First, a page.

Pilot and Titan unite as never before in Respawn Entertainment’s highly anticipated Titanfall 2 for the Xbox One. Featuring a crafted single player campaign that explores the unique bond between Pilot and Titan, and backed by a deeper, more robust multiplayer experience that includes six new Titans, expanded Pilot abilities and a deeper, more robust customisation and progression system, Titanfall 2 delivers fun, fluid, fast-paced action brimming with inventive twists.
Titanfall 2 is a first-person shooter video game which was developed by Respawn Entertainment and published by Electronic Arts. This is the sequel to Titanfall, the game was released in October 2016 for Microsoft Windows, PlayStation 4, and Xbox One.
When the current generation began, the FPS genre was dominated by war-zone shooters like Call of Duty and Battlefield and Sci-Fi tinged ones like Halo. With the onset of greater processing power and more PC-like online infrastructures, console gamers looked forward to expanded game ideas and play style. While some games foraged into MMO territory like Destiny, other titles promised complexity and a mashup of styles with the presence of new technology.
The flagship title of the latter was the first Titanfall, a game that utilized the new tech to throw together dazzling FPS mechanics with aerial combat and giant mech battles that weren't previously possible. The game was extremely well received and served as Microsoft's first big exclusive. Years later, Respawn (formally of Call of Duty fame) has returned with a sequel, that while failing to match the hype of the first title, hits every note the first one did and finds an almost peak Bungie-level of polish.
The core of Titanfall was its online experience and character progression and like the first game Titanfall 2 excels in this regard. While it has a definitively better single player experience (we will touch upon this later), the game's meat and potatoes is streamlined to near perfection here. Online matches are fast and fluid, and the variety of modes highlights the 'big dog vs. little dog' combat between mechs and humans. Modes like 'Last Titan Standing' allow for methodical teamwork between fast moving humans, while ones like Bounty Hunt provide strategy on an individual level. The latter mode asks players to collect currency after waves of enemies with a strategic option of leaving their mech to deposit said currency after each wave. This risk / reward aspect presents tension and gives players incentives for exploring the maps and mixing up their strategy.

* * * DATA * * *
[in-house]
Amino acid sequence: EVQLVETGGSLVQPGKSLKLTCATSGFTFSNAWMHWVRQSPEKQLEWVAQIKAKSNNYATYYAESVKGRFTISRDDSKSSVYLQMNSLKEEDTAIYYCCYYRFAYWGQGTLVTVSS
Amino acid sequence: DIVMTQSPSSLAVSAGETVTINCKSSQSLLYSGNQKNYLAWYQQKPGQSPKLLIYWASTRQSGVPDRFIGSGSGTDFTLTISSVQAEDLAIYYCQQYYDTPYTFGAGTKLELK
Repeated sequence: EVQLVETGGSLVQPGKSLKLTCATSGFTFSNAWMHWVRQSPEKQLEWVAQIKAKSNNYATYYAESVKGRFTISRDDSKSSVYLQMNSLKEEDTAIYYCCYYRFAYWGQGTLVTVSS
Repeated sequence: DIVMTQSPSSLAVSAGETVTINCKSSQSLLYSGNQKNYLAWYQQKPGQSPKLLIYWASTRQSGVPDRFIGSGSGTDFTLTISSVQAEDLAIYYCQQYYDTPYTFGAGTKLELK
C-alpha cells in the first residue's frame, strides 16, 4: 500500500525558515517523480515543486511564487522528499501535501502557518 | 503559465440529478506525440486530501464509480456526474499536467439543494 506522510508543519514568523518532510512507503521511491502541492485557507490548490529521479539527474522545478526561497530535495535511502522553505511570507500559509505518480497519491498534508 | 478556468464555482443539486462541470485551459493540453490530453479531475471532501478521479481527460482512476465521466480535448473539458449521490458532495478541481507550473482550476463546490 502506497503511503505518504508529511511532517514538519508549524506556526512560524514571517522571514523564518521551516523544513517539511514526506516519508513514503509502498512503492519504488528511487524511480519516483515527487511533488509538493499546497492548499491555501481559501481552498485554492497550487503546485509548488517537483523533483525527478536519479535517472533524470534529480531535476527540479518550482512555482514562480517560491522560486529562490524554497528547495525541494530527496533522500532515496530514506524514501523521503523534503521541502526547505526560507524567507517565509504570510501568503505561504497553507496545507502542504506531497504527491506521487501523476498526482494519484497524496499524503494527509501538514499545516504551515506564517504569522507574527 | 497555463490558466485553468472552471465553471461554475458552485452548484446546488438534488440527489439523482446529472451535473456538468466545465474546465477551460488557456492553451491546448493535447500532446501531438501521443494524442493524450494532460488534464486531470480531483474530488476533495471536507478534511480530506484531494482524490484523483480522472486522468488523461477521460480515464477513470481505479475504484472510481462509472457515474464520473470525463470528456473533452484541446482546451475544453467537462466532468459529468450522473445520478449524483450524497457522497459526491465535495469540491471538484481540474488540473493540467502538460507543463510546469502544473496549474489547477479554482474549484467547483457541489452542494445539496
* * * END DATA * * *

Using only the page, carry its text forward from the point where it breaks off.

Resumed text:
One important change to the multiplayer is understated and that's the size of the maps you engage upon. Where areas the first game stressed crazy action at every second, Titanfall 2 expands its levels and lets players develop tactics across topography instead of pushing a Rambo-like mentality. It's more methodical, more nuanced, and it gives players more opportunity to consider their approach (be it within a mech or on foot). It's this aspect that gives Titanfall 2's enhanced character progression a greater impact and allows for a more diverse style of play than the first title. Improvements are tied to both player level and the in-gamer currency, and with the added dimension of combat, individuals will put more consideration into their progression decisions (whether cosmetic or actually performance enhancing).
On the whole, the entire multiplayer experience is more nuanced and with greater lasting appeal than the first title. Beside this improvement, Respawn has managed to create an alluring, if short, single player experience. Clocking in just over six hours, Titanfall 2's silly story won't win awards but its pacing and action is totally worth the investment. We follow Cooper and BT (man and mech) as they run and fly through a variety of crazy set pieces and surprisingly elaborate boss encounters. Each of these seems to build on the previous level / boss' craziness and it escalates into an ending, that while a bit disappointing, is at least batshit crazy enough to be endearing. All in all, the single player services as a side distraction and a potential offshoot if the series can continue its momentum.
The first Titanfall was notable for its combat but also for its slick presentation and great performance. Titanfall 2 continues this trend with solid and extremely functional graphics that haven't once hiccuped for me. Each and every match I've encountered has been fast and fluid and the 60 FPS action operates at a premium efficiency. Helping these graphics are controls that are as smooth as butter and the synergy between performance and input can't be understated here, particularly when there's a diverse set of systems and styles happening.
In terms of presentation and sound, Titanfall 2 excels as well because it keeps things simple. Sounds are distinct and meaty, and the music that plays hits the notes but only at the right times. We never feel overwhelmed aurally and Respawn definitely understands its pacing and how sound (or lack thereof) can enhance it. Touching upon the direct presentation, menus are slick and well-considered and picking our mode direction is fast and fluid. The game is perfectly tuned for a quick match or two or for the long haul gaming binge. This intangible quality may be crucial to Titanfall 2's long-term relevance as an online shooter.
In Titanfall 2's case, more of the same, with slight tweaks, appears to be the right formula. Respawn has learned a lot from its first go-round and has made the right improvements to its series for new players and old fans alike. While players can be fickle in what they pick and choose to invest their time in, this here hopes that people give the Titanfall series (another) chance.